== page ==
Mérida, Yucatán — The digital home-sharing platform Airbnb will contribute up to 8 million pesos to the state’s tourism promotion budget, the local hotel association estimates.
But Hector Navarrete Medina, president of the Mexican Hotel Association of Yucatán, expressed frustration that legislation to further regulate Airbnb rentals has gone nowhere. He has cast a wary eye toward Airbnb and similar online rental platforms, which nominally compete with hotels without the same overhead costs.
His group successfully lobbied for a 3 percent lodging tax on Airbnb revenue, which raised 44 million pesos at the end of 2017. The tax is expected to fuel the state tourism budget to the tune of 50 million pesos in 2018.
Hotels and vacation-home owners all depend on the state to reach out to potential visitors.
“We have asked the government to match that amount for promotion of the destinations of Yucatan,” added the Yucatecan businessman.
Airbnb rentals have taken a chunk of business from the hotel sector, said Navarrete Medina. In January and February, occupancy was down 4 percent over the same period in 2017, he said.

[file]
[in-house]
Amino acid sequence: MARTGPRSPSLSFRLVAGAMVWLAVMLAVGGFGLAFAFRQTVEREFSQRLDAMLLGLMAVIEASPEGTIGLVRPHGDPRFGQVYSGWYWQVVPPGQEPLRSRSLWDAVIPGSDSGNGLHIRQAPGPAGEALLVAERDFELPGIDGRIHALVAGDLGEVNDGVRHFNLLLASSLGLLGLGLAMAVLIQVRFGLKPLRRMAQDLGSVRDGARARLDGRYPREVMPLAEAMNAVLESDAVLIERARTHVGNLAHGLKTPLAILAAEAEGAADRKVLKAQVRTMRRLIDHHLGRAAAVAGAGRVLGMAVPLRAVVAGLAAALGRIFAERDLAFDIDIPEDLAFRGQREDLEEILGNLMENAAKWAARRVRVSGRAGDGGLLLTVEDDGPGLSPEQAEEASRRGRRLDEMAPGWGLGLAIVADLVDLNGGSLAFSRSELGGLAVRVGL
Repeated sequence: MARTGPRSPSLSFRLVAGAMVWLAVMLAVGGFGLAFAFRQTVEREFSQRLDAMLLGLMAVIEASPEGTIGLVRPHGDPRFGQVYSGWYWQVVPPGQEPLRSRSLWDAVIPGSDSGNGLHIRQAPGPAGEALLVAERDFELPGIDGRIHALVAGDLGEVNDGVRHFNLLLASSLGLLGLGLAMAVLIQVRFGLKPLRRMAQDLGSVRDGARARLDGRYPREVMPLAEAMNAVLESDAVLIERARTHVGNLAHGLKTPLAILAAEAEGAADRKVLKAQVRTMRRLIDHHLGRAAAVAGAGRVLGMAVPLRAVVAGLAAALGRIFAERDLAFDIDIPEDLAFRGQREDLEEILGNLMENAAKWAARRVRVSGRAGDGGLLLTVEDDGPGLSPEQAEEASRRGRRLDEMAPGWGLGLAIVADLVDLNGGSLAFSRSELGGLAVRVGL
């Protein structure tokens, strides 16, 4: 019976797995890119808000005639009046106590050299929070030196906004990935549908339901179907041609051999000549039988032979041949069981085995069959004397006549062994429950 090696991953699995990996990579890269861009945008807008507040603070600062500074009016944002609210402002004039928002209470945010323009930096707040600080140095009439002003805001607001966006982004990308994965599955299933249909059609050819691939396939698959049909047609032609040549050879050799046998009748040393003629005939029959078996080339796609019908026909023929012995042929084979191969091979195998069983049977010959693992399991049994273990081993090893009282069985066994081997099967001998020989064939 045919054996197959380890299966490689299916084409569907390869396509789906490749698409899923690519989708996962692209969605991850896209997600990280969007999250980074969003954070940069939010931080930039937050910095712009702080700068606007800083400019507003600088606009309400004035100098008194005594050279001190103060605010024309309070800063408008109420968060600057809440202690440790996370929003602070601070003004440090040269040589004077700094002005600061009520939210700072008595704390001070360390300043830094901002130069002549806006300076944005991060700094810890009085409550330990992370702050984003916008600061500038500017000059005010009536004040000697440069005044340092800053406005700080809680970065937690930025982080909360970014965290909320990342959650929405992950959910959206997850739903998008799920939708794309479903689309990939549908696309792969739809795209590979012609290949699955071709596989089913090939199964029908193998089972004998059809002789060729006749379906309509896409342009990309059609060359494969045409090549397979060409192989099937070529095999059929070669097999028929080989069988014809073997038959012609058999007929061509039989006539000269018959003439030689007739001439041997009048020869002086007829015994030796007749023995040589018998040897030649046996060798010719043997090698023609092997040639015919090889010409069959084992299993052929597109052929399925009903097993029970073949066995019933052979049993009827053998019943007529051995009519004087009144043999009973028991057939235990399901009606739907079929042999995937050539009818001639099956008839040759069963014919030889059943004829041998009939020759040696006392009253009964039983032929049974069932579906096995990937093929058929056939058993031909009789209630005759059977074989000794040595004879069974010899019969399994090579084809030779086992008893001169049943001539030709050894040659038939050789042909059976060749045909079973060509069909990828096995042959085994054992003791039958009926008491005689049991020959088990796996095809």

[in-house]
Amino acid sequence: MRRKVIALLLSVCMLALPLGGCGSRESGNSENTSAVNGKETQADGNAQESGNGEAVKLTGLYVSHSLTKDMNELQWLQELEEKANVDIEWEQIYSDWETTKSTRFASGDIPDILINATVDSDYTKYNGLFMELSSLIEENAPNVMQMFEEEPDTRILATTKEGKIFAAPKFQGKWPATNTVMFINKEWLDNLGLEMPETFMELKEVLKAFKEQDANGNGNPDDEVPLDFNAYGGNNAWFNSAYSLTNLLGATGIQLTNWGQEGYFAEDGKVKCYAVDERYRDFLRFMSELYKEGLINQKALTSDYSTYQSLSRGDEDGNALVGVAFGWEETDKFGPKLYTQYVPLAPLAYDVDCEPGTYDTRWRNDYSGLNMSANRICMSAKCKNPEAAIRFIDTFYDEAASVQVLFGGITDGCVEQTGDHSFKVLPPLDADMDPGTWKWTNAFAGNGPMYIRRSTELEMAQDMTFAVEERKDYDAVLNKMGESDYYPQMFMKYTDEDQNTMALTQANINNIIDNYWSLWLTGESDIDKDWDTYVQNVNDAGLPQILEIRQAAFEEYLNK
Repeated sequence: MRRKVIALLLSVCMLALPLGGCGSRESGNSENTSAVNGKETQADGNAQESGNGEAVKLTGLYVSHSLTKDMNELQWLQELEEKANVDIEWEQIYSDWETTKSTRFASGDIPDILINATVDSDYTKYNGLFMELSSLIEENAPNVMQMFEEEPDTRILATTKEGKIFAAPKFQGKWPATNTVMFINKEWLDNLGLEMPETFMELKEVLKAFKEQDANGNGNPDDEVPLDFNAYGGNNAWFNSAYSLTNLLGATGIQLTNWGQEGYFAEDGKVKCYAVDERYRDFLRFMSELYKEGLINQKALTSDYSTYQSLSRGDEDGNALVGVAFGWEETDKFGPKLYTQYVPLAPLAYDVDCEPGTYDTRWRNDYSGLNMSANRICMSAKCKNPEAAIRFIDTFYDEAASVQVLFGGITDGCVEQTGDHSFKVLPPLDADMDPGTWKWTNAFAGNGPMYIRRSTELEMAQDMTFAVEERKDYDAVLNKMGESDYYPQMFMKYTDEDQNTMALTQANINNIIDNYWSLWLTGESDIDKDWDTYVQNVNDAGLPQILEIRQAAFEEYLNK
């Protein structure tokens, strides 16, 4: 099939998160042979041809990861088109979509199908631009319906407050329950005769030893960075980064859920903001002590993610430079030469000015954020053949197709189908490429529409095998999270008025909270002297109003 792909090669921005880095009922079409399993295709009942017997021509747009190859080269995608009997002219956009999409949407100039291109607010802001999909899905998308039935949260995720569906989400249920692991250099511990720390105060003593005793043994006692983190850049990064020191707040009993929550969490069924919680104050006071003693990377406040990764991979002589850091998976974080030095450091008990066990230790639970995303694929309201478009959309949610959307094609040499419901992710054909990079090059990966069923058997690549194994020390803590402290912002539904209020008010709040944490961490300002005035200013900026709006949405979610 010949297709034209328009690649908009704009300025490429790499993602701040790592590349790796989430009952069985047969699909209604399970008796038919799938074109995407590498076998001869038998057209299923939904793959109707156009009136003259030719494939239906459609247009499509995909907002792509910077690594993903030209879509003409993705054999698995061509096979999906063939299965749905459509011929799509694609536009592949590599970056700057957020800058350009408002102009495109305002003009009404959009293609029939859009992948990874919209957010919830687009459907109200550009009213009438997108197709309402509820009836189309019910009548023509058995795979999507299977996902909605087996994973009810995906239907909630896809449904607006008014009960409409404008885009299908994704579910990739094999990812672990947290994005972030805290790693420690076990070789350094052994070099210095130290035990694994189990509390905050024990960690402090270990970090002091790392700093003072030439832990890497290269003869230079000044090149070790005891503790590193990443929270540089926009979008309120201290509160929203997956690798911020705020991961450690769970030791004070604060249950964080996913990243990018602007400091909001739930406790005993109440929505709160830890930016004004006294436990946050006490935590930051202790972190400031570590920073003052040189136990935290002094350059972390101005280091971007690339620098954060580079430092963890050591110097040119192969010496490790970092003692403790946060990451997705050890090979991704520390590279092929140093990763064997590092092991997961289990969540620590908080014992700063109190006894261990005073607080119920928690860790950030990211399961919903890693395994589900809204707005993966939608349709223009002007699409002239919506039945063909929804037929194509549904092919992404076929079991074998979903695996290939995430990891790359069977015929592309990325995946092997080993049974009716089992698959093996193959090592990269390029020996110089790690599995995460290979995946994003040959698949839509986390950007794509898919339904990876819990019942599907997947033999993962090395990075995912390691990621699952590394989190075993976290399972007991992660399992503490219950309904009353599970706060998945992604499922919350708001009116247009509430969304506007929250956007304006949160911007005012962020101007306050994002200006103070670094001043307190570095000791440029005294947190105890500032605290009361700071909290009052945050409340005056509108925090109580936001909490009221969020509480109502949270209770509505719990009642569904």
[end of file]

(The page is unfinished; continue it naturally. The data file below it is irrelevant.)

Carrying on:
“The number of rooms that are available on the Airbnb platform already exceeds 4,000 and this is affecting the hotels,” he said.
New hotel rooms have also been built at a breakneck pace. Previously, Navarrete Medina had admitted that it will be a challenge to keep occupancy rates up when 12 new hotels — with a combined 2,100 rooms — open this year.
But on Tuesday he kept pressure on state lawmakers to regulate Airbnb homes the way hotels are — on grounds of safety and health. That could serve as a reminder about the hazards of unregulated rental properties.
A family of four was found dead last week when a faulty water heater in their rented Akulmal condo apparently leaked deadly gases.
“The state Congress has not approved the law that hoteliers proposed to regulate and guarantee Airbnb services. It is urgent that this be resolved,” he said.
With information from Sipse